Friday, February 23, 2024

Andhra Pradesh High Court dismisses PIL questioning Commissioner’s approval to residential layout plan

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The Andhra Pradesh High Court dismissed a Public Interest Litigation (PIL) filed questioning the proceedings of the Commissioner (6th respondent) dated 02.03.2023 approving the residential layout plan submitted by the Private Limited (8th respondent).

According to the petitioner, 8th respondent was allotted area in Madhurawada Village and Rural Mandal, Visakhapatnam District, for establishment of Film Studio and allied industries, specifically mentioning that conditions stipulated in Board of Revenue Standing Order 24 shall be applicable.

It is stated in the affidavit that upon application made by the 8th respondent, Joint Collector has issued NOC on 22.10.2009, but the same was subsequently cancelled/withdrawn on 29.12.2009. Under the impugned proceedings, residential layout plan of the 8th respondent has been approved to an extent , which is in violation of BSO 24.

The Division Bench of Chief Justice Prashant Kumar Mishra and Justice Ninala Jayasurya observed that “What is the public interest that would be served in filing the writ petition, has not been clearly spelt out in the affidavit. It is not a case where any marginalized or underprivileged stratum of society is affected by the impugned proceedings. Merely based on some allegation that there is an irregularity, every order of the Government cannot be examined in a public interest litigation.”

In Tehseen Poonawalla v. Union of India – (2018) 6 SCC 72, the Supreme Court in paragraphs 96 and 97, held as under:

“96. Public interest litigation has developed as a powerful tool to espouse the cause of the marginalised and oppressed. Indeed, that was the foundation on which public interest jurisdiction was judicially recognised in situations such as those in Bandhua Mukti Morcha v. Union of India [Bandhua Mukti Morcha v. Union of India, (1984) 3 SCC 161 : 1984 SCC (L&S) 389] . Persons who were unable to seek access to the judicial process by reason of their poverty, ignorance or illiteracy are faced with a deprivation of fundamental human rights. Bonded labour and undertrials (among others) belong to that category. The hallmark of a public interest petition is that a citizen may approach the court to ventilate the grievance of a person or class of persons who are unable to pursue their rights. Public interest litigation has been entertained by relaxing the rules of standing. The essential aspect of the procedure is that the person who moves the court has no personal interest in the outcome of the proceedings apart from a general standing as a citizen before the court. This ensures the objectivity of those who pursue the grievance before the court. Environmental jurisprudence has developed around the rubric of public interest petitions. Environmental concerns affect the present generation and the future. Principles such as the polluter pays and the public trust doctrine have evolved during the adjudication of public interest petitions. Over time, public interest litigation has become a powerful instrument to preserve the rule of law and to ensure the accountability of and transparency within structures of governance. Public interest litigation is in that sense a valuable instrument and jurisdictional tool to promote structural due process.”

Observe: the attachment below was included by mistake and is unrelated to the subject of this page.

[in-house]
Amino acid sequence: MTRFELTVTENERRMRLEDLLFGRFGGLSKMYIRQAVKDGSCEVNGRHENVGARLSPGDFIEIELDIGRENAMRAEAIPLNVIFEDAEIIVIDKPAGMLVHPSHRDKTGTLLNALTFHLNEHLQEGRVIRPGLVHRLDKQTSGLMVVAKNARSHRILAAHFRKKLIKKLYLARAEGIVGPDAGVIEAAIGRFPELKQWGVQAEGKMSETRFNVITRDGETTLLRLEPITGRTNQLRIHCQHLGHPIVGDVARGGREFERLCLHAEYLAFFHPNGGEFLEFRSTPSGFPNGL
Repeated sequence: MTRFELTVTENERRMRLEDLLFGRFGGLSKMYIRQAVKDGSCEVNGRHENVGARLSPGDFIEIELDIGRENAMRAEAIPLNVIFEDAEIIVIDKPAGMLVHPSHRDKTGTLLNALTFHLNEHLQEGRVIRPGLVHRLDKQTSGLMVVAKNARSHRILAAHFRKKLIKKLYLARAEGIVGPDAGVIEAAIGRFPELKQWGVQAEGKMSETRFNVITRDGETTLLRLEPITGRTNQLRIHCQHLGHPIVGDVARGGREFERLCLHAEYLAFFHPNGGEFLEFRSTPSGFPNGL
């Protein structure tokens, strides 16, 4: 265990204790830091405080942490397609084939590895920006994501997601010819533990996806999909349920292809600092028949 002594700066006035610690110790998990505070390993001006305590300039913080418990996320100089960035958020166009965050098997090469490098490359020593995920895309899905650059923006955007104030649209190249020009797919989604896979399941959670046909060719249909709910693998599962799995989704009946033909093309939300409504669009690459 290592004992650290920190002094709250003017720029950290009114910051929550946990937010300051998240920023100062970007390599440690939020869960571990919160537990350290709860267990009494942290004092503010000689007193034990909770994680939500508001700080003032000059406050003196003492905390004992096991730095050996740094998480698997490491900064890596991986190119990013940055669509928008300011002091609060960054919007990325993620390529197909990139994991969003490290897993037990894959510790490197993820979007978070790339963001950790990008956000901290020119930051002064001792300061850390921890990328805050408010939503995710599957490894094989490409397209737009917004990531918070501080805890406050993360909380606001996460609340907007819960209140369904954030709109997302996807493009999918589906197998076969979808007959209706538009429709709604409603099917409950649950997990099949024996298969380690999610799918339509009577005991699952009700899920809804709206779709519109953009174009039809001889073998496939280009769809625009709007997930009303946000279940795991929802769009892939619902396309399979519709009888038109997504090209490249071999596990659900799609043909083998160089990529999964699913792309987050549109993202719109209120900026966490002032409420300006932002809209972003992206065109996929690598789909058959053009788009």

1. Yet over time, it has been realised that this jurisdiction is capable of being and has been brazenly misutilised by persons with a personal agenda. At one end of that spectrum are those cases where public interest petitions are motivated by a desire to seek publicity. At the other end of the spectrum are petitions which have been instituted at the behest of business or political rivals to settle scores behind the facade of a public interest litigation. The true face of the litigant behind the façade is seldom unravelled. These concerns are indeed reflected in the judgment of this Court in State of Uttaranchal v. Balwant Singh Chaufal [State of Uttaranchal v. Balwant Singh Chaufal, (2010) 3 SCC 402 : (2010) 2 SCC (Cri) 81 : (2010) 1 SCC (L&S) 807] . Underlining these concerns, this Court held thus: (SCC p. 453, para 143)

“143. Unfortunately, of late, it has been noticed that such an important jurisdiction which has been carefully carved out, created and nurtured with great care and caution by the courts, is being blatantly abused by filing some petitions with oblique motives. We think time has come when genuine and bona fide public interest litigation must be encouraged whereas frivolous public interest litigation should be discouraged. In our considered opinion, we have to protect and preserve this important jurisdiction in the larger interest of the people of this country but we must take effective steps to prevent and cure its abuse on the basis of monetary and non-monetary directions by the courts.”

In the absence of the fact that the petition had been preferred in the interest of justice for large number of downtrodden persons who are unable to approach the Court and further, in view of the judgment of the Supreme Court referred supra, the petitioner is not entitled to maintain the petition in the public interest and the same is, accordingly , it is dismissed by the High Court.

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